VITA ANTIQUA, ISSN 2522-9419 (Online), 2519-4542 (Print)
Center for Paleoethnological Research
VITA ANTIQUA 10, 2018, Prehistoric Networks in Southern and Eastern Europe, 48-60
The Formation of Wetland Identities in the Neolithic Balkans
Centre for Prehistoric Research, Republic of Macedonia
The so-called ‘Neolithic Package’ in the Balkans did not introduce only economic advantages and novelties, but also had a significant social impact onto the communities that inhabited this region. The interaction between indigenous population and migrants in the Early Neolithic initiated new notion of identity established on trade, exchange, labor, ideology and on the production of material culture. Consequently, the first farming communities were socially modified and many new were created as the agriculture, domestication, clay objects, human representations and intramural burials progressed in various areas of the Balkans. Thus the identity was subsequently incorporated in various aspects of Neolithic life, and in the archaeologically was mainly observed through material culture i.e. architecture, decorated pottery, house models, stamps and human representations in particular. However, beside these distinct signposts of identity, there were not many studies focused on landscape and spatial patterns as other means of identification between societies and environment. Nevertheless, the recent research indicates that there was preference of particular geographical setting that contributed in the formation of identities that were simultaneously transmitted onto the settlement features and material culture.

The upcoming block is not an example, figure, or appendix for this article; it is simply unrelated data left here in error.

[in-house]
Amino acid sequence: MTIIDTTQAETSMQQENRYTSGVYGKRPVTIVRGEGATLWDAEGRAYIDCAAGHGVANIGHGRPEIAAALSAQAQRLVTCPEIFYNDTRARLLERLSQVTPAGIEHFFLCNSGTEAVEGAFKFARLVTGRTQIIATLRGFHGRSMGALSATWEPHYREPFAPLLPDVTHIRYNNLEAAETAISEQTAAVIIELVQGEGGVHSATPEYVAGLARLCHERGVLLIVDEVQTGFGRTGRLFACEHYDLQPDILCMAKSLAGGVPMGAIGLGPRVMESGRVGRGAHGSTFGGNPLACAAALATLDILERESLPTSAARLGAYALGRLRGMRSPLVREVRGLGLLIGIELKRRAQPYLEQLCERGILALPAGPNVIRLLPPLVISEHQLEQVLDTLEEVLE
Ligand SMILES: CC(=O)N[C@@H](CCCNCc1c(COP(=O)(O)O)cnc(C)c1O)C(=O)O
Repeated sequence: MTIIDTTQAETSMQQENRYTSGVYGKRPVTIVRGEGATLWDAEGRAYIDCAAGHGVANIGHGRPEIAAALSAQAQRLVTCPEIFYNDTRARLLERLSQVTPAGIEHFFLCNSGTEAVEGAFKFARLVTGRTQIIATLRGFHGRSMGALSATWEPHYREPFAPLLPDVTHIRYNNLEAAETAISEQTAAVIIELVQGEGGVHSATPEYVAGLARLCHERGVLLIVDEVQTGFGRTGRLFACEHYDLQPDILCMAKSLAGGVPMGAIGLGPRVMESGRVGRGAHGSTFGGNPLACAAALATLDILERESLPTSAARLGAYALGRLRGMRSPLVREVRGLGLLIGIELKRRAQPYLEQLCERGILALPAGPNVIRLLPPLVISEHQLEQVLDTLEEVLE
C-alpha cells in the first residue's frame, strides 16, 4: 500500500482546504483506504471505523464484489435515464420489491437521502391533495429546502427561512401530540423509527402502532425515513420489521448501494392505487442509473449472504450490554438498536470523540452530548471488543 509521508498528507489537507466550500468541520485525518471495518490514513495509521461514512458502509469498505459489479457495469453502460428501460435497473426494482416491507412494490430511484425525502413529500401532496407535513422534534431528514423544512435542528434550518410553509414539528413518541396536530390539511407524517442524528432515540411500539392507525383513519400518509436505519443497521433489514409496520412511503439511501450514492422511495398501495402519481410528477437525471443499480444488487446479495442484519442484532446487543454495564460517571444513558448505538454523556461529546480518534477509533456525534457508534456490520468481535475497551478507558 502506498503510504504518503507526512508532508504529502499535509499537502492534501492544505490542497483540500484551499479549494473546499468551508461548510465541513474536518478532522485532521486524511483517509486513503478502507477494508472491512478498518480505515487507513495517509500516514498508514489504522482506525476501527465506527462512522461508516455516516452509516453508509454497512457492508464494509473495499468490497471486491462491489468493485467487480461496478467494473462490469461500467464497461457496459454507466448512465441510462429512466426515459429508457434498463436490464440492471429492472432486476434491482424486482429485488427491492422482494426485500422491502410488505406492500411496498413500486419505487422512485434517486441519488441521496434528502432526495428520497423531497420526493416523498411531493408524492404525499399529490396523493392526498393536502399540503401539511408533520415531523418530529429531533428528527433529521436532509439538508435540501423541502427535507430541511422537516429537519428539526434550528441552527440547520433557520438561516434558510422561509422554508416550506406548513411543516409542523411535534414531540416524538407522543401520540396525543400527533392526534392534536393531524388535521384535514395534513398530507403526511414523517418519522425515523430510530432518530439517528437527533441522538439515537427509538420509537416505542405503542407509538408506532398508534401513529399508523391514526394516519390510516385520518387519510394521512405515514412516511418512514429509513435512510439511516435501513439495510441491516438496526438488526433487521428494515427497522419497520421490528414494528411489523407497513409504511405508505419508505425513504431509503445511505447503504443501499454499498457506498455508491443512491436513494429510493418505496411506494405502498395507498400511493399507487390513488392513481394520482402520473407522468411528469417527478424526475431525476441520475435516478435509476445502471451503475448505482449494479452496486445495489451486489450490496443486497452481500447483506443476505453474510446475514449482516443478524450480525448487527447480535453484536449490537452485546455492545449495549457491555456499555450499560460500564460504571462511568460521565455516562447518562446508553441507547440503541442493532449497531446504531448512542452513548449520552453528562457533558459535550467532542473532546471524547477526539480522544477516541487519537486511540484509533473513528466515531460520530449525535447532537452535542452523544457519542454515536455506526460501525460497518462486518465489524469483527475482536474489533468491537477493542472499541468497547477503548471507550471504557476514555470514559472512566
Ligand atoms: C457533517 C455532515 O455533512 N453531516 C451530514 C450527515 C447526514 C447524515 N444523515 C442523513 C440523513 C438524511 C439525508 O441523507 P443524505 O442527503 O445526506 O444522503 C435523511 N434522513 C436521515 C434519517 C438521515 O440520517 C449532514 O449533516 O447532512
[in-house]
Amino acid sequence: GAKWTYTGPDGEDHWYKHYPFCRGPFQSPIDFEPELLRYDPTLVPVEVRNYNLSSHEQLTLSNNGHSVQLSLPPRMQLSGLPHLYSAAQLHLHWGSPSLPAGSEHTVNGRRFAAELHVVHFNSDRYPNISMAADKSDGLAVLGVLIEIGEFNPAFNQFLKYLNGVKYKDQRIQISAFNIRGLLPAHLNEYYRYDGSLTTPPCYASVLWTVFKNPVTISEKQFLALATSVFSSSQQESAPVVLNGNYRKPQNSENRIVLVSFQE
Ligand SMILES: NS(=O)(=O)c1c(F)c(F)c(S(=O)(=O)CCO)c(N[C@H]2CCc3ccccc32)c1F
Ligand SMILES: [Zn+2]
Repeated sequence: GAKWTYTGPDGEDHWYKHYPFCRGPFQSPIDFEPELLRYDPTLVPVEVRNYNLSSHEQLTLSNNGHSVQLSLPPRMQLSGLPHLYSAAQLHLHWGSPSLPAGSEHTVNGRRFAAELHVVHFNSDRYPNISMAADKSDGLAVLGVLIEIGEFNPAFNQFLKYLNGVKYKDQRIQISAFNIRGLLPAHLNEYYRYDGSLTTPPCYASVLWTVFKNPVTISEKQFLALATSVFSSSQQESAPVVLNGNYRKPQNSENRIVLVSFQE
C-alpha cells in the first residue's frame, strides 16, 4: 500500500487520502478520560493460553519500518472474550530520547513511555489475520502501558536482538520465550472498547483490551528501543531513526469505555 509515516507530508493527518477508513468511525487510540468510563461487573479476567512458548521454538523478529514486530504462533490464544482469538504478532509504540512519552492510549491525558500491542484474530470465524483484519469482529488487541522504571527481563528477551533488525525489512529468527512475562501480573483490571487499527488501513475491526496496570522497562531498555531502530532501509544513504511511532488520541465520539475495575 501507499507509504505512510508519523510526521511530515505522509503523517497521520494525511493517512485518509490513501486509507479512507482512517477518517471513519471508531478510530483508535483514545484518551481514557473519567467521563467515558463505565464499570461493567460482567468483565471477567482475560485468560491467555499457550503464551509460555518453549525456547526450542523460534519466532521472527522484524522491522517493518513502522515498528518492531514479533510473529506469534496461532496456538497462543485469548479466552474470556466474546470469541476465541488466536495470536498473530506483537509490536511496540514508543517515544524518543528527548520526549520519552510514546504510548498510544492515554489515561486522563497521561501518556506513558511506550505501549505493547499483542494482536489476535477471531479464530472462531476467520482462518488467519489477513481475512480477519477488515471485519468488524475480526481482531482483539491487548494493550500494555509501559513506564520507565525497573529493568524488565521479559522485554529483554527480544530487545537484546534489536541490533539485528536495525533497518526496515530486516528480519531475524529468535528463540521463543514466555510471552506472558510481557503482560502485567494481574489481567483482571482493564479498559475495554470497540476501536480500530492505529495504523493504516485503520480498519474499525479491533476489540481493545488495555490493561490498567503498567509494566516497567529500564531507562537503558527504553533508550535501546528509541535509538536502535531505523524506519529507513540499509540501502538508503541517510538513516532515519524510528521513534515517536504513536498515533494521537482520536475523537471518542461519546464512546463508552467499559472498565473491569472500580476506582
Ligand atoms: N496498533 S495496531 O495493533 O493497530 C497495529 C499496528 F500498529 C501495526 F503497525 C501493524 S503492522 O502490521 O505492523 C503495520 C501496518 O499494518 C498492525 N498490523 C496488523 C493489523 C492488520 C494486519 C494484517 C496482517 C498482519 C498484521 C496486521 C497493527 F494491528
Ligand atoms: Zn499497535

It is evident that particular Early Neolithic societies dispersed in different wetland regions of the Balkans were establishing tells, built houses with specific structures, produced pottery with distinct patterns and modeled anthropomorphic and house representations. Such societies apparently maintained economic networks with other communities and especially were intensified with those inhabiting wetlands and lakesides. They deliberately accented its discrete identity throughout painted vessels, house models, stamps and figurines and some of them bear evident reminiscences of Neolithic visual culture from the wetland communities in Anatolia. Therefore, this paper will mainly consider the formation of wetland identities in the Neolithic Balkans and will discuss its complex character within the networking that regarded merely particular spheres of the societies. These wetland communities interacted in the domain of economy and exchange of goods, but the major social and symbolic distinctiveness was reflected onto architecture and material culture. In this context the painted pottery, house models, figurines and stamps from the Republic of Macedonia, Bulgaria, Greece and Albania will be mainly concerned as it gives a broad overview of units and clusters of societies, which shared similar identities sometimes associated with those established in Turkey and Anatolia in particular.
Key words: Neolithic, tell, wetland archaeology, Neolithization, Balkans